New UF Transportation Institute to focus on interdisciplinary research
GAINESVILLE, Fla. — The University of Florida College of Engineering today will launch the University of Florida Transportation Institute. Under its umbrella, departments, centers and programs from around the university will work together to better focus on safely and efficiently getting people where they need to go.
“For decades, UF has had great transportation projects going on all around campus,” said institute director Lily Elefteriadou. “We develop software for traffic simulation and transportation planning that is used by universities all around the country. We study the economic benefits of infrastructure investments. We have public education programs advocating bicycle safety and seatbelts. We test emissions and alternative fuels. We even have engineers designing autonomous vehicles. The real future of transportation lies in inclusion, in working together to improve the transportation system. That’s what this institute will be able to do.”
Elefteriadou is the former director of the College of Engineering’s Transportation Research Center, which is now part of the new institute, or UFTI. Also under its umbrella are the Center for Multimodal Solutions for Congestion Mitigation, or CMS, and UF’s Southeastern Transportation Research, Innovation, Development and Education, or STRIDE, Center. Both the CMS and STRIDE are funded through competitive grants by the U.S. Department of Transportation and the Florida Department of Transportation.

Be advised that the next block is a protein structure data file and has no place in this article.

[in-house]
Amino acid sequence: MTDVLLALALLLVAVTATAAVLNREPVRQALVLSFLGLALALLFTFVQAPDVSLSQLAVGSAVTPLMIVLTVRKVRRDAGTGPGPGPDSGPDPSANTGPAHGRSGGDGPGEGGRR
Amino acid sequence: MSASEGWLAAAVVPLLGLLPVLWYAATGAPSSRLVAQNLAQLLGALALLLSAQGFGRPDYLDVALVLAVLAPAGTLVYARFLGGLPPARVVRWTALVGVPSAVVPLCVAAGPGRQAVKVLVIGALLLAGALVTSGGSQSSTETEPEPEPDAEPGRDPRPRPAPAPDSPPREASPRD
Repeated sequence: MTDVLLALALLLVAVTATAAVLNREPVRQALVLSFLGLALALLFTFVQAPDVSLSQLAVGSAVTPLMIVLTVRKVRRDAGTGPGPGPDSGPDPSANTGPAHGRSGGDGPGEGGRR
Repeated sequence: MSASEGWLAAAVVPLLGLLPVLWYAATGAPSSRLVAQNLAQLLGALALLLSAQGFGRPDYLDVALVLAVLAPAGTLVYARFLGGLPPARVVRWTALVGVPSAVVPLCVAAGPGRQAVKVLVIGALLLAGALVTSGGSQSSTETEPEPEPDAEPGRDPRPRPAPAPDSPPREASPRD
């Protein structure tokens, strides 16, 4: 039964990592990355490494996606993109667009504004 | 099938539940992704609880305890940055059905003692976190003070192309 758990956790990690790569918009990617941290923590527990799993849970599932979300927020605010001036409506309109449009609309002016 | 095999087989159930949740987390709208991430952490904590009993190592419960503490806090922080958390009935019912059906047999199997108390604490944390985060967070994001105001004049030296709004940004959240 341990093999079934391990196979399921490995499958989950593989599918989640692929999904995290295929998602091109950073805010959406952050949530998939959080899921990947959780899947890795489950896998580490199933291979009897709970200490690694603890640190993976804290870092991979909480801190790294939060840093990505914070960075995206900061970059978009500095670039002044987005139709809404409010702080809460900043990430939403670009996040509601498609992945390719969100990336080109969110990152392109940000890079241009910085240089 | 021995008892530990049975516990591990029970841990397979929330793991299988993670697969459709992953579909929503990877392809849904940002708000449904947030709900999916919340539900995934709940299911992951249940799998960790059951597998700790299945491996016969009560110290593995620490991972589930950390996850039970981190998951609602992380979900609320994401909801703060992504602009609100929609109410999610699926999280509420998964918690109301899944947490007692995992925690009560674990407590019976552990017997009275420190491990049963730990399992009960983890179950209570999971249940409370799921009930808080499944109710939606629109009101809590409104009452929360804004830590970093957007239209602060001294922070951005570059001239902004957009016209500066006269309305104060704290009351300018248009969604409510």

“FDOT has had a long and productive relationship with the University of Florida in many areas of transportation research,” said Tom Byron, chief engineer at FDOT. “UF is a national leader in many of these areas, and the development of UFTI demonstrates another step in its commitment to providing research that will benefit the travelling public in Florida and nationwide.”
The UFTI is comparable in size, scope, and capability to transportation institutes at other top universities such as the University of Michigan and the University of California Berkeley. By creating this institute, UF can collaborate on larger research efforts with the federal government and other agencies, and thereby have a greater impact on the future of transporation.
“Transportation is a perfect example of how important it is to have interdisciplinary research,” said Cammy Abernathy, dean of the College of Engineering. “Transportation is a critical component to economic development and a huge factor in creating a more sustainable world. While there are mechanical and logistical aspects, human participation is ultimately what defines it. This institute brings together talent from all over campus, positioning us to understand every aspect of the transportation challenges facing our country, and to solve them.”
For more information about the UFTI, go to http://www.transportation.institute.ufl.edu.